31/03/2022
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#LocalBigYear diary: March 2022

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It's great to see how popular the #LocalBigYear challenge has been during the first three months of 2022. Local and patch birding has always given me the most enjoyment and sense of satisfaction within the hobby – it's virtually all the birding I do. As a result, a local big year for me in 2022 was always going to be 'just another' 12 months of hitting my patches, so I opted for something a bit different: a 1 km challenge.

Not too long after the year began, I moved house. It's not far from where I was before in south-west Surrey – but far enough for the immediate area to be new to me. I mapped out a rough 1 km radius from my front door and was encouraged by what was within the area, which led to the idea of going for a 1 km list.


Northern Wheatear was a nice addition to the 1 km list towards the end of March (Ed Stubbs).

The main geographical feature is the River Wey, which winds through the area. The river here is set in steep valley that runs through a broad floodplain. Much of it is wooded, with extensive alder carr. There are also areas of tall fen, grassland and standing water. Prior to moving I'd birded it just a couple of times, despite it being so close to where I previously lived.

There are some areas of open countryside in the area too, including a new SANGs site that's very close to home and boasts some decent grassland and meadow habitat, an area of arable farmland, a tiny farm reservoir and an estate with open parkland.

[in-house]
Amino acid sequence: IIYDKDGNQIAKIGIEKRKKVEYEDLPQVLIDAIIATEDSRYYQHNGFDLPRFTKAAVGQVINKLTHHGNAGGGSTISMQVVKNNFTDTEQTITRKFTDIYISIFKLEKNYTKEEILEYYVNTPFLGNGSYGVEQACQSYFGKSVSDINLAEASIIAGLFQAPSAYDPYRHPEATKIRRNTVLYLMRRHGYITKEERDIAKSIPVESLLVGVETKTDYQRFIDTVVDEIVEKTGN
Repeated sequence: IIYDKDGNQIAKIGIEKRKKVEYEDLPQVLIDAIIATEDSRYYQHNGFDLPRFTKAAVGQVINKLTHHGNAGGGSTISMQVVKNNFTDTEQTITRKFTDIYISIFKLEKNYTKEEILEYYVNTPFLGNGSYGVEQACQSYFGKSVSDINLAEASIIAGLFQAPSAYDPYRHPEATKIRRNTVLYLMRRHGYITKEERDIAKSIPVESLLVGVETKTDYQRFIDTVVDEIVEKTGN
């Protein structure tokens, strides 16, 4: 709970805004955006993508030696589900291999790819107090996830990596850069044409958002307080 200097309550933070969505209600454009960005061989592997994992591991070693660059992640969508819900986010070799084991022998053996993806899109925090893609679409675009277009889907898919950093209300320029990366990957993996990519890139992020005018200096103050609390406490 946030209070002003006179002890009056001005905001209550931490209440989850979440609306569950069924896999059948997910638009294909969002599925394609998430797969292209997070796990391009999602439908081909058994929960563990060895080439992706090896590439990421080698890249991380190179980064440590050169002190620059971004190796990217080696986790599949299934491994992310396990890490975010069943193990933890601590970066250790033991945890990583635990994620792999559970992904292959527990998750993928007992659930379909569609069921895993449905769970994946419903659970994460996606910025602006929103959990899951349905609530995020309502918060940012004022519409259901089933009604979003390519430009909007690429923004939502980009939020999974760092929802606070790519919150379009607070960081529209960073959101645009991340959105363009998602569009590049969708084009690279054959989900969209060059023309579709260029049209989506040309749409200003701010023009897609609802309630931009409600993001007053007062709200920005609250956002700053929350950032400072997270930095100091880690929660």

Operating in such a small radius means numbers aren't the name of the game. My main motivation is to explore and get to know these areas that are new to me and to try to document as many breeding records as I can. Anyway, on to March …

The month began well, with three Lesser Black-backed Gulls cruising north over the SANGs. This species is scarce to rare in south-west Surrey during the winter and birds moving overhead in February and March are some of the first spring pointers around here.


Red Kites interacting in the oft-bright conditions during the month (Ed Stubbs).

What may prove to be the most unexpected species of 2022 occurred on 4th: Northern Goshawk. A juvenile, the bird caused mayhem as it dashed through the parkland site, sending corvids and Woodpigeons scattering en masse. Although increasing rapidly in Surrey this is still a rare bird and is not known from anywhere within a 6 km radius of my home, let alone 1 km. Presumably having a winter wander, I was naturally chuffed to get such a bird on the list, which stood at 70 after this encounter.

On 8th I scored only my third duck species of the year when two pairs of Eurasian Teal graced the river valley. The area is too wooded and enclosed to be attractive to waterbirds so these felt like a good one to get, though it may be that small numbers winter or pass through – something I'll hopefully learn as I get to know the area in the years to come. 

The following day I finally got Common Kingfisher in the bag and, with plenty of holes located along the banks of the Wey, I suspect I might be able to confirm a breeding record later in the year. An arrival of Common Chiffchaffs occurred on 10th, wrapping up a nice three-day run of 1 km ticks.